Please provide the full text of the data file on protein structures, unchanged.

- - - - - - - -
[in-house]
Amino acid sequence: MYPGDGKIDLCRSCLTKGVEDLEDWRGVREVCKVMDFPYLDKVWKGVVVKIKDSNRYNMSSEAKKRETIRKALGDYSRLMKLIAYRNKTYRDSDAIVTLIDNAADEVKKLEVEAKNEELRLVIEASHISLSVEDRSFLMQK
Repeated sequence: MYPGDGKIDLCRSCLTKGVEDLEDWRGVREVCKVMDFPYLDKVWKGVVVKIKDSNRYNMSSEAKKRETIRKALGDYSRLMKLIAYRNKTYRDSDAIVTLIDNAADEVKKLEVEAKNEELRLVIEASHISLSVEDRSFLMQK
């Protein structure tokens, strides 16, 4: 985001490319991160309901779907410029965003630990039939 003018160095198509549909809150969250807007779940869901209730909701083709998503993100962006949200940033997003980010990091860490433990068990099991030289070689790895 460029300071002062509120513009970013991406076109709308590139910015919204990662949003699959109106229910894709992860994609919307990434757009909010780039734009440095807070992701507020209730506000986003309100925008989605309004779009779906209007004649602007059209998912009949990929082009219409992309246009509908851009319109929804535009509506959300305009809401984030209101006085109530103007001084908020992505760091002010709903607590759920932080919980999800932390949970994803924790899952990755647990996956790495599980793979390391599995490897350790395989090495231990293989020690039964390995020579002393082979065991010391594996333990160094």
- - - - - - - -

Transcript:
[in-house]
Amino acid sequence: MYPGDGKIDLCRSCLTKGVEDLEDWRGVREVCKVMDFPYLDKVWKGVVVKIKDSNRYNMSSEAKKRETIRKALGDYSRLMKLIAYRNKTYRDSDAIVTLIDNAADEVKKLEVEAKNEELRLVIEASHISLSVEDRSFLMQK
Repeated sequence: MYPGDGKIDLCRSCLTKGVEDLEDWRGVREVCKVMDFPYLDKVWKGVVVKIKDSNRYNMSSEAKKRETIRKALGDYSRLMKLIAYRNKTYRDSDAIVTLIDNAADEVKKLEVEAKNEELRLVIEASHISLSVEDRSFLMQK
């Protein structure tokens, strides 16, 4: 985001490319991160309901779907410029965003630990039939 003018160095198509549909809150969250807007779940869901209730909701083709998503993100962006949200940033997003980010990091860490433990068990099991030289070689790895 460029300071002062509120513009970013991406076109709308590139910015919204990662949003699959109106229910894709992860994609919307990434757009909010780039734009440095807070992701507020209730506000986003309100925008989605309004779009779906209007004649602007059209998912009949990929082009219409992309246009509908851009319109929804535009509506959300305009809401984030209101006085109530103007001084908020992505760091002010709903607590759920932080919980999800932390949970994803924790899952990755647990996956790495599980793979390391599995490897350790395989090495231990293989020690039964390995020579002393082979065991010391594996333990160094």